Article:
Rich Mullins "The Jesus Record"
by April Hefner
CCM Magazine June 1998
Sometimes the best way to process grief is to stare it full in the face, engaging all of the emotions it brings to the table. For the friends--and now for the fans--of singer/songwriter Rich Mullins, this project does just that while also accomplishing so much more, and it's that "more" that would ultimately have interested Mullins himself.
Though he'd finished writing and creating the concept behind his next project, Rich Mullins' untimely death in a car accident last September left his work incomplete.
Until, that is, an idea was hatched this past winter to finish what the late dulcimer-playing artist began. In stepped close companions/all-around scruffy musician types (a.k.a. Mullins' Ragamuffin Band), who picked up their friend's mantle and completed his final musical legacy, an album he wanted to dedicate to telling the story of his Savior, as best as he could remember. The outcome? A two-disc project that sings loud and long and, most importantly, with passion of who Jesus was and who Jesus is.
The first disc, The Jesus Demos, features the stripped-down, roughly-recorded original song treatments Mullins made for his new record label two weeks before his death. Then The Jesus Record, produced by Ragamuffin Rick Elias, boasts performances of the same songs from Elias, fellow Mullins' bandmates Mark Robertson, Aaron Smith and Jimmy Abegg and veteran artists Michael W. Smith, Ashley Cleveland, Amy Grant and Phil Keaggy. While the voices may not be Mullins', the songs leave little doubt as to the identity of the writer. Opening with the penny-whistle blessed "My Deliverer," Elias--backed by an eight-member children's choir, an adult choir and vocal licks from Smith and Cleveland--sings out, "My deliverer is coming/My deliverer is standing by/He will never break His promise/Though the stars should break faith with the sky."
Grant's turn on the string-driven "Nothing is Beyond You" sheds new light on an all-knowing, all powerful Messiah, while a lonely, longing piano accompanies Cleveland's rich and somehow powerfully understated take on "Jesus." Smith tackles "Heaven in His Eyes" with great aplomb thanks in part to appropriate touches on the B-3 and Wurlitzer, and a chorus of voices unite to take the listener "All the Way to Kingdom Come." The steel guitar-tinged "You Did Not Have a Home" may be about Jesus, but the quirky verses sound a lot like Mullins right up to the irony-filled chorus: "The hope of the whole world rests on the shoulders of a homeless man."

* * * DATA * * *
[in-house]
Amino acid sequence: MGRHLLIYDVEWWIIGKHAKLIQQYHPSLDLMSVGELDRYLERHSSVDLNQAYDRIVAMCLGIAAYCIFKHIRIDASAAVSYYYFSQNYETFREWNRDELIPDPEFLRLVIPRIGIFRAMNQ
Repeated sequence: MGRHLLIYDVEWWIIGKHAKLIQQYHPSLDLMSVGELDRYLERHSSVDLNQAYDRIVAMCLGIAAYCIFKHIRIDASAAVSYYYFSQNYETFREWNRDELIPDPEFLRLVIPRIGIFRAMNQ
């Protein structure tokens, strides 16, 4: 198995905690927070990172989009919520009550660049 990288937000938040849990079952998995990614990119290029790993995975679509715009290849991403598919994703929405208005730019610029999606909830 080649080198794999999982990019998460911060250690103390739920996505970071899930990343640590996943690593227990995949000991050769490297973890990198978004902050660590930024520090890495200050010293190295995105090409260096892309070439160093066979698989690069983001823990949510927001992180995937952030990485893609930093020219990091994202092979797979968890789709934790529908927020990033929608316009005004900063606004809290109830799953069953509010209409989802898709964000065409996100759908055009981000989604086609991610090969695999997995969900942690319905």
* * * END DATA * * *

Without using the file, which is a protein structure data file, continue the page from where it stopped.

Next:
The only two cuts Mullins didn't have a hand in writing still reflect the humble nomad's eccentric and sincere outlook on life. Robertson and Beaker use appropriate irony in "Surely God is With Us" to ask, "Where's He from?/Who is His daddy?/...The whores all seem to love Him/And the drunks propose a toast." Meanwhile, Elias runs to the other end of the emotional spectrum with a tender performance of his own tune, "Man of No Reputation," a hallmark musical testimony of Christ's modesty and meekness.
"That Where I Am, There You..." lifts Mullins' voice off the demo recording and unites it with a variety of voices to close out the project, as a postscript lone hammer dulcimer bids the album's end.
While much credit must be given to all involved (Elias and the Ragamuffins in particular, who stay true to the spirit of Mullins' fine catalog of music), what makes this project exceptional are the songs themselves. No one but Rich Mullins could pose such honest and revelatory thoughts (see the lyrics to my favorite cut, "Hard to Get") and still be so thoroughly embraced. No one but Rich Mullins would dare put the word "ass" (as in donkey) in a song and still expect it to find airplay on Christian radio. No one but Rich Mullins could make such a radical record about Jesus that forces us to re-engage our notions of what--and who--this Christian faith is all about. Through this last collection of songs, Mullins continues to haunt his listeners with a truth seemingly too hard to bear and too beautiful to ignore. The Jesus Demos and The Jesus Record begin and end where they should: pointing us all to look long and hard into the person of Christ.